Meanwhile, Dr. Joseph L. Kerkula, National Eye Program Manager, at the Ministry of Health (MOH) said the presence of the cataracts surgical outreach team to rural communities in Lofa county means a lot, especially having such service to the disposal of the people. “The team was overwhelmed with the level of reception and turnout.”
Dr. Kekula also stressed the importance of focusing on people who are visually impair, because they are more venerable in society. According to him, it is critical to have an eye clinic in Lofa County, “adding that this exercise should serve as a wakeup call for policy makers (Lawmakers) to support eye care services in Liberia.”
These people cannot leave from here to go as far as Monrovia for surgery looking at the economy challenged and therefore establishing an eye clinic in Kolahun and other areas will be a major achievement, “Dr. Kekula added.
James B. Marwolo 66, and his son Thomas Marwolo 41, were amongst the 219 persons who benefited from the rural cataracts surgery in Kolahun Lofa County. Mr. Marwolo for over 5years could not support his family as a result of the cataract infections, an eye disease that is curable. It is also the leading cause of blindness in Liberia and if nothing is done to clear the cataract backlog there would be more people going blind. The surgeries conducted by the NSEC in partnership with the MOH with support from (SP) was as a result of citizen’s demand in the quest to restore their sight.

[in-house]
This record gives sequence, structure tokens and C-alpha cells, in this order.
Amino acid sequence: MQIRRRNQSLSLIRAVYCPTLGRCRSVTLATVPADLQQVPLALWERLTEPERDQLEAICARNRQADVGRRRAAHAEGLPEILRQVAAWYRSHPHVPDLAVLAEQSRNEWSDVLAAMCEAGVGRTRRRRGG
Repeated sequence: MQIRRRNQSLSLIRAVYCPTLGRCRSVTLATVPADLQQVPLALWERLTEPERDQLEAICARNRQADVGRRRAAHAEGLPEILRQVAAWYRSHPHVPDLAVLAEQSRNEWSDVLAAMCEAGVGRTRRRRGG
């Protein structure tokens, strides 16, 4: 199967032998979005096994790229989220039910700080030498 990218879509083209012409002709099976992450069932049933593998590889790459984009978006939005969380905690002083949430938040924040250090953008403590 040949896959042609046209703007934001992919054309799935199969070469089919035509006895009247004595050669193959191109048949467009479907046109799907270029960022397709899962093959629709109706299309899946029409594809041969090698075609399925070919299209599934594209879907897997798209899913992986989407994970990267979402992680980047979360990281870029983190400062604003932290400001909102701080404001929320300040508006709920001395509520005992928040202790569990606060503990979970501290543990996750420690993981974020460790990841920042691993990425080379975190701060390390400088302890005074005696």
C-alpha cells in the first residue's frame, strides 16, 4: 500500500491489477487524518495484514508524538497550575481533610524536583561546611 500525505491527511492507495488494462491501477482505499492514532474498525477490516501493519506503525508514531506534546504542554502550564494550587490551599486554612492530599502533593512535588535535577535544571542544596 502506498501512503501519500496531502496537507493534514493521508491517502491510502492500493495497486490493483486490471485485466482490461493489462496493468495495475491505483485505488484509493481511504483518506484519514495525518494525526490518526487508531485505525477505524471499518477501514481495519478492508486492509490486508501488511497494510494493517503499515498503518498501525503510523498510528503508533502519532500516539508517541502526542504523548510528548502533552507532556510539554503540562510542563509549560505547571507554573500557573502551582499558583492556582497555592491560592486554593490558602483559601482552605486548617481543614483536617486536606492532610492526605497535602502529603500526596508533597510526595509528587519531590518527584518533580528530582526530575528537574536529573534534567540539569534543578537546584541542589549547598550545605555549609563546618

Mr. Marwolo work as a (Nurse/disperser) at one of the clinics around Kolahun, for half a decade now he could not discharge his duty as a nurse due to the situation. But seeing the rural cataract surgical team’s presences in Kolahun was a dawning of a new day for him and his son (Thomas). Following a successful surgeries they expressed excitement and described the Samaritans’ Purse as a true representation of God. “We are so happy to regain our sight. This is like a dream for me and my Son, I am so grateful for this,” he said.
12years old Jeremiah A. Kollie, and 12years old Mobwie Joseph were also among four kids who went under a successful cataract surgery. Little Kollie is a 6grade student at the Fasavolu Public school. For more than 2years now Little Jeremiah Kollie has been finding it so difficult in school as a result of the cataract infection. “I couldn’t see clearly on the blackboard before, at times I used to beg my friends to write for me but today thank God,” he narrated.
While Mobwie Joseph (Female) is a 2nd grade student, she was excited when she told her mother, “Oh! Mama I can see clear now,” she told her mother. Little Mobwie seem eager to learn, but due to cataract infections she could not continue. “I dropped from school for 2years every time I got to class tears rolls down my cheek.”
Signed: Felecia Gbesioh
Director of Communications